This is the cohesive similarity that I believe is one of the core competencies of the born leader; the idea that failure is not an option. That we can and should always strive for greatness and do all that we can to better ourselves. In doing so, we better others along the way. Leaders that deserve our respect, the ones that we almost immortalize, are the ones that bring out the best in everyone and do so without the need to be recognized for this deed.
So, are you ready to be that Leader you so admire? Ready to learn how to empower others? Then ask yourself these simple questions.
Questions for Leaders
- Do you really care? Beyond your self-praise and financial worth, can you really say you care for the well being of others? Selfishness has no place in the mind of true leaders and although leadership often provides for financial rewards, it can be argued that wealth is the byproduct of doing things right.
- Do you listen? When you stop and give the gift of being there and truly listening to those that you interact with, do you provide others with a sense that you are all in? Being all in really matters when it comes to having others follow your lead, so you better be listening.
- Do you make mistakes and freely admit to failure? Well, you should. Great leaders recognize that we don’t always make the best or right choices and they don’t blame others for it. Instead, a true leader finds the error, fixes it and moves on. Knowing that the experience has made him/her even better and has set the path to diminishing future mistakes.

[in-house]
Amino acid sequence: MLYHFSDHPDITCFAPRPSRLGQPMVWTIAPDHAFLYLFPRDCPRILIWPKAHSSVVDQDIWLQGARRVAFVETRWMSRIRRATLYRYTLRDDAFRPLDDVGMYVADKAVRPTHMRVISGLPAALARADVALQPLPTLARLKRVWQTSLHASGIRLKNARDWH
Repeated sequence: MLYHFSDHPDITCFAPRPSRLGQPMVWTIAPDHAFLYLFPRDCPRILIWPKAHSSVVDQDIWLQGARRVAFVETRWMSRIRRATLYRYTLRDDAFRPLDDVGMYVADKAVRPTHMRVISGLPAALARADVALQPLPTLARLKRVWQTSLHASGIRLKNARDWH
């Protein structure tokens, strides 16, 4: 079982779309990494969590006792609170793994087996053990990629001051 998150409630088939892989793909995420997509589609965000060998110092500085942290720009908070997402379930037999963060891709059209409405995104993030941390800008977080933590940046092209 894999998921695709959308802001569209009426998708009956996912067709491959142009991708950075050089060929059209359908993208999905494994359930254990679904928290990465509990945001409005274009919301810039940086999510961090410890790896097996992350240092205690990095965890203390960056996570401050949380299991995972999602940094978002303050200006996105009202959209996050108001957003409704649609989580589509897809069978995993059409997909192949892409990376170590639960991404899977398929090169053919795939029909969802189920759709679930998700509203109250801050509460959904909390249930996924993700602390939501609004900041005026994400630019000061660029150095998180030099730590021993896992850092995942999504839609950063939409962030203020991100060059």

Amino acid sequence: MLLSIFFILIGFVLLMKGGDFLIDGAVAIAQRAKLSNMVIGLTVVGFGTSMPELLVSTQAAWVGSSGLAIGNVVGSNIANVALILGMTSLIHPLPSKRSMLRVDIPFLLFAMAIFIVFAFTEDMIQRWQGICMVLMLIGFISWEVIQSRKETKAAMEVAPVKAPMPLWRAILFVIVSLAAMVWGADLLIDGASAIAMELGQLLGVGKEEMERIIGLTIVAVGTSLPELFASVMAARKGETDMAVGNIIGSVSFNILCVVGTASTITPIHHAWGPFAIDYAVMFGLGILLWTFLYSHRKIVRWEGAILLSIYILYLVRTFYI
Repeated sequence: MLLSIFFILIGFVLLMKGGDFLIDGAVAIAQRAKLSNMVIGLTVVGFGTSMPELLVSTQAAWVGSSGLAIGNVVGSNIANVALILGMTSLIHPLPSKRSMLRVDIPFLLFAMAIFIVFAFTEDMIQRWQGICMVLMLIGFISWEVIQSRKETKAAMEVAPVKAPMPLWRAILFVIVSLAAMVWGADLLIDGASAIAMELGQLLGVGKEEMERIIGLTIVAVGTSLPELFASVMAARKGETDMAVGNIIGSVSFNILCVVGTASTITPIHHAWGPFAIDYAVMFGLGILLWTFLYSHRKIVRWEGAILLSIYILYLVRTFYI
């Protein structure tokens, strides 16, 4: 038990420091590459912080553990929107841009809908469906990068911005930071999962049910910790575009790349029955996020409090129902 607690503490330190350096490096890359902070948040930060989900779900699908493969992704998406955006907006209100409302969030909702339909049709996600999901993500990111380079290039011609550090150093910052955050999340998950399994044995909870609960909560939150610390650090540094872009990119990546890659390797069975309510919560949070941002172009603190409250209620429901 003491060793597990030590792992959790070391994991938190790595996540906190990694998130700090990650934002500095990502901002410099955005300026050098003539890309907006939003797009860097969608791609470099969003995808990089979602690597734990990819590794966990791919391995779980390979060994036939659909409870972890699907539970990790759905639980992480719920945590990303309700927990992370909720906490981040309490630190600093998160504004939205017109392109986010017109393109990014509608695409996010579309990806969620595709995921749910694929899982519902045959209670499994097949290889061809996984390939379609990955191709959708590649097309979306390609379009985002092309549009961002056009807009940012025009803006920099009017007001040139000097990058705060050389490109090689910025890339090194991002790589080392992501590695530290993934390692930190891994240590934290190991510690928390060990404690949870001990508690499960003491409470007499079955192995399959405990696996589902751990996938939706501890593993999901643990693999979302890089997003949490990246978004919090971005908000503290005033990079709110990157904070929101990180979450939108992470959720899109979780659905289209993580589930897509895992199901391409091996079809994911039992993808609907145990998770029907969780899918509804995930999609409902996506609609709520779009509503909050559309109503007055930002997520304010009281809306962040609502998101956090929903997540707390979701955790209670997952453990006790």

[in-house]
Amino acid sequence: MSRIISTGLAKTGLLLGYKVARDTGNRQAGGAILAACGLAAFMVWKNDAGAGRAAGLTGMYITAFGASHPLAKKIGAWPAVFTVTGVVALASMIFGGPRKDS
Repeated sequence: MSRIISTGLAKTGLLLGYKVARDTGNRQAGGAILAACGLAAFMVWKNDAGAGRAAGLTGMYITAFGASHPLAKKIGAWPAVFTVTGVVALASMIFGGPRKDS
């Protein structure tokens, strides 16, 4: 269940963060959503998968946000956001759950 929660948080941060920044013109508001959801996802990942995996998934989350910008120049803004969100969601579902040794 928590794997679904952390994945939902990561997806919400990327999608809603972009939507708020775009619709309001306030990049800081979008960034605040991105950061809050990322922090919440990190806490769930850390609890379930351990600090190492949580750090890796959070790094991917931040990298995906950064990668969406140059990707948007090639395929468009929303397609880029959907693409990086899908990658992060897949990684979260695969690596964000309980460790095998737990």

- Are you open and adaptable to change? You better be. Leaders must be constantly open to new ideas and cultivate this thought with your team. More important now than ever before, you simply cannot stay with the status quo and expect others to be on that bandwagon with you.
- Can you laugh? If not, why do we want to hang around with you? Being open to having fun is by far one of the most enjoyable feelings, especially in the workplace. After all, most people spend the vast majority of their lives working, shouldn’t they enjoy it?
Although there are many other traits of leadership, these few are certainly worth listing and certainly fall on my list of what is needed in anyone that I admire and follow. Only true leaders can learn how to empower others.
Voice for Business Success
Allison Maslan, CEO of Pinnacle Global Network, The World Leader in Scaling Businesses. She is the Wall Street Journal Best Selling Author of, Scale or Fail, which is endorsed by Daymond John and Barbara Corcoran of Shark Tank. Allison’s built 10 successful companies starting out at age 19. Her client list has included Ben & Jerry’s, Supercuts, Charlotte Russe, and Allstate.
Now she and her team of CEO Mentors pay it forward by helping business owners scale their companies, fast-track their success and create a more meaningful life. The Pinnacle Global Network, her private mentoring and mastermind enterprise has guided thousands of business owners over the past 10 years. Allison’s been featured in Inc., Success, Fortune, Fast Company and Forbes Magazines, is a regular contributor to Entrepreneur Magazine and a featured expert on ABC, CBS, NBC, CNN and Fox across the US. Allison has also hosted her own podcast, The Scale or Fail Show, since 2011.